This is another installment in the blog series on Erasing Hell, by Francis Chan.  If you would like to start at the beginning of the series, the first blog is Book Review: Francis Chan’s Erasing Hell « www.whatgoddoes.com.  Primarily, this blog series refutes, point-by-point, the errors in Chan’s book.

Continuing in chapter six: “What if God…?”

Chan examines the laundry list of God; dirty laundry, that is.  The heading of this portion of the chapter is entitled, “I Wouldn’t Have Done That.”  Basically, Chan’s goal is to shock readers into agreeing that “sending people to hell isn’t the only thing God does that is impossible to figure out.”  The litany of bizarre and horrific “divine acts” includes:

  • A world-wide flood with only eight survivors
  • The command to slaughter of 3,000 people
  • The command to slaughter the inhabitants of Canaan, including men, women, and children
  • The command to stone people to death
  • The command for Ezekiel “to lie on his right side for 390 days, to lie on his left side for 40 days, to cook for over human dung, to hold himself back from mourning over his wife’s death when God takes her, and to preach sermons laced with sexually explicit rhetoric…”
  • Sending His Son to be tortured and killed

Chan then moves on to the section entitled, “Wrestling with God,” in which he offers the example of Job.  Chan writes,

Take Job for example.  Job was literally the most righteous person in the entire world (the Bible actually says that), and yet he suffered intensely.  In a single moment, God took all of his property, his possessions, and even his whole family.  As as if this wasn’t enough, God allowed Job to suffer from a physical disease – possibly elephantiasis – that produced unbearable pain.  His skin became crusty and oozed with puss, his bones burned like fire, and his entire body became deformed.  Naturally, Job demanded some answers.  He deserved to know what God was doing.  He had every cause to sit God down and have Him explain a few things.

Or did he?  Again, think Potter and clay.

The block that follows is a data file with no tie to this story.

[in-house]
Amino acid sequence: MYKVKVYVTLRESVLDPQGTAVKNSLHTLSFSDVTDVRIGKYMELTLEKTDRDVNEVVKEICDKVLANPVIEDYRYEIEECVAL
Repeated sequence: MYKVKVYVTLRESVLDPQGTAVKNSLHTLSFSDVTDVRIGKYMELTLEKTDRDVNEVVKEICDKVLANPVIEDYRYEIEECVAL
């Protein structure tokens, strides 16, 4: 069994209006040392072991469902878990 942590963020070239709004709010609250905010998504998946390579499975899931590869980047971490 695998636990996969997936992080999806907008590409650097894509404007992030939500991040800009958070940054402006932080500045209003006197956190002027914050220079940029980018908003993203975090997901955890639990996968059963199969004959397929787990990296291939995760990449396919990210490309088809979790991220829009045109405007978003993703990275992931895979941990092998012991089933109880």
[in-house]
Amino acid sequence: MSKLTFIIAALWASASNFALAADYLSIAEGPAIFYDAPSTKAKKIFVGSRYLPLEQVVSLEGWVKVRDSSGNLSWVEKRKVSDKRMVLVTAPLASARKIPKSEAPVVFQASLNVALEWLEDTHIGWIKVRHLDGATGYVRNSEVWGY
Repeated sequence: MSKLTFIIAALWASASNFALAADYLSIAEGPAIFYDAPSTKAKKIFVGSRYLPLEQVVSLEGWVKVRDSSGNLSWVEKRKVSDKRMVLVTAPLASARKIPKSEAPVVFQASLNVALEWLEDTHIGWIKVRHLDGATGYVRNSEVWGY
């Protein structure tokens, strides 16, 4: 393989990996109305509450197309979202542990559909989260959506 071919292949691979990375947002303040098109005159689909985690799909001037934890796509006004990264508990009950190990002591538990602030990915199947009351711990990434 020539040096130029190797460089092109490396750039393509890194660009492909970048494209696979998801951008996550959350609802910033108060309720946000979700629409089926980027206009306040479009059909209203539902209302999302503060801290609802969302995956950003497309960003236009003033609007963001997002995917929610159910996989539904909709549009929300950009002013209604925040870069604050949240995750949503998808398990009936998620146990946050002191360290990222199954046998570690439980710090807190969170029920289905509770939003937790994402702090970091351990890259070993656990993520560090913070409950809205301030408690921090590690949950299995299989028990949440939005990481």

For more on the Potter and clay, please read the previous blog post in this series, What if God is Erasing Hell for Chan?  But what about the rest of what Chan says?  How do we come to terms with the idea that God allows, causes, or even commands such things?  And this is where the Why Chan Can’t Erase Hell blog series intersects with another blog series on theodicy, based on Thomas G. Long’s book, What Shall We Say? Evil, Suffering, and the Crisis of Faith.  I do have much more to say about this, but for the time being, I would like to pose a question for readers to consider, the same question, in fact, that Chan poses to his readers:

Could you love a God like this?

Chan proposes that, yes, we ought to love a God like this.  After all, the alternative to NOT loving a God like this is eternal torment in hell.

If you answer yes, I have a follow-up question:

Should you love a God like this?

I propose that God has allowed humanity to conjure up ideas about Who He is and what He does, so that these ideas can stand in contrast to Who He REALLY is and what He REALLY does.  Why?  That’s another blog for another day.  Your answer to Chan’s question (and my questions), as well as other comments, are more than welcome, but be warned that they will likely be used in this or the Long series after I am done reviewing the books.

 

Next blog in this series: Why Chan Can’t Erase Hell: A Sense of Urgency